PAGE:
23 March 2016
rare Charitable Research Reserve
Miriam and I do bird monitoring at rare each weekend, spring and fall, and the route we do on Sunday mornings is called the East Cliff Forest Route, which takes us along the bank of the Grand River.
This morning, for the very first time, we observed Trumpeter Swans Cygnus buccinator along the river, one adult and three cygnets to be precise.
This species migrates in family groups, so it was a bit of a mystery as to why the second adult was not present also. As may be seen, the young birds are now fully as big as their parent.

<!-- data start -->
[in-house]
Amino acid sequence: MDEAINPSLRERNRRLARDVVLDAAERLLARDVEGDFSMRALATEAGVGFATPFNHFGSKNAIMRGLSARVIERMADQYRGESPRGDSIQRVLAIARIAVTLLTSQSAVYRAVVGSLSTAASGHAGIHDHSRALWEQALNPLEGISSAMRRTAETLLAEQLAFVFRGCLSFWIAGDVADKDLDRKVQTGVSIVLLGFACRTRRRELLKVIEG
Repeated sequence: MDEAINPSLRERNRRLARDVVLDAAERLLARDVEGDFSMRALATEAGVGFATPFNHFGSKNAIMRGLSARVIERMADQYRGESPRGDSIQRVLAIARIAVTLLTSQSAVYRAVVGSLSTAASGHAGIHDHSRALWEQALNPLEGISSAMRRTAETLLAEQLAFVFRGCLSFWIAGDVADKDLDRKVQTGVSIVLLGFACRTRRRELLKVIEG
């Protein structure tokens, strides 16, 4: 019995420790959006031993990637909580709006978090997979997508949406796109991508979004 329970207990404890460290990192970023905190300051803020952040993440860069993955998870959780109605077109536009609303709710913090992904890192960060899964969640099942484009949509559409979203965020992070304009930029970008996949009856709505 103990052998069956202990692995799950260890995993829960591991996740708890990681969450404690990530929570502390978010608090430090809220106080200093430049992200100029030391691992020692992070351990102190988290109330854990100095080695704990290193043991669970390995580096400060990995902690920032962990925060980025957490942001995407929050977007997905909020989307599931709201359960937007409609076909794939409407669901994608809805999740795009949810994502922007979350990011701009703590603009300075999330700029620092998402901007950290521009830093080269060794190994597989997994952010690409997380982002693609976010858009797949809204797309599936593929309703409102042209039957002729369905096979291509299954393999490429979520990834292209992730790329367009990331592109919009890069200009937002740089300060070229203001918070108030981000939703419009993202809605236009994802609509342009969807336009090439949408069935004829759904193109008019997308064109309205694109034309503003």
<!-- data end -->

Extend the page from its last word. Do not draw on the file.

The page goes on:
The adult bird seems to have some king of vegetation wrapped around the front of its body, but this seemed not to impede it in any way, and I suspect that upon taking flight it would quickly shake it loose.
It was a very special sighting and certainly Trumpeter Swan was "the bird of the day."
We were accompanied this morning by Jade Bassler, a University of Waterloo environmental studies undergraduate, who added much to the conviviality of our walk. As you have learned from previous blog posts, Jade has been out to SpruceHaven with us a couple of times, and both Miriam and I will look forward to doing more with this enthusiastic, committed young woman. It was our pleasure to have her along today.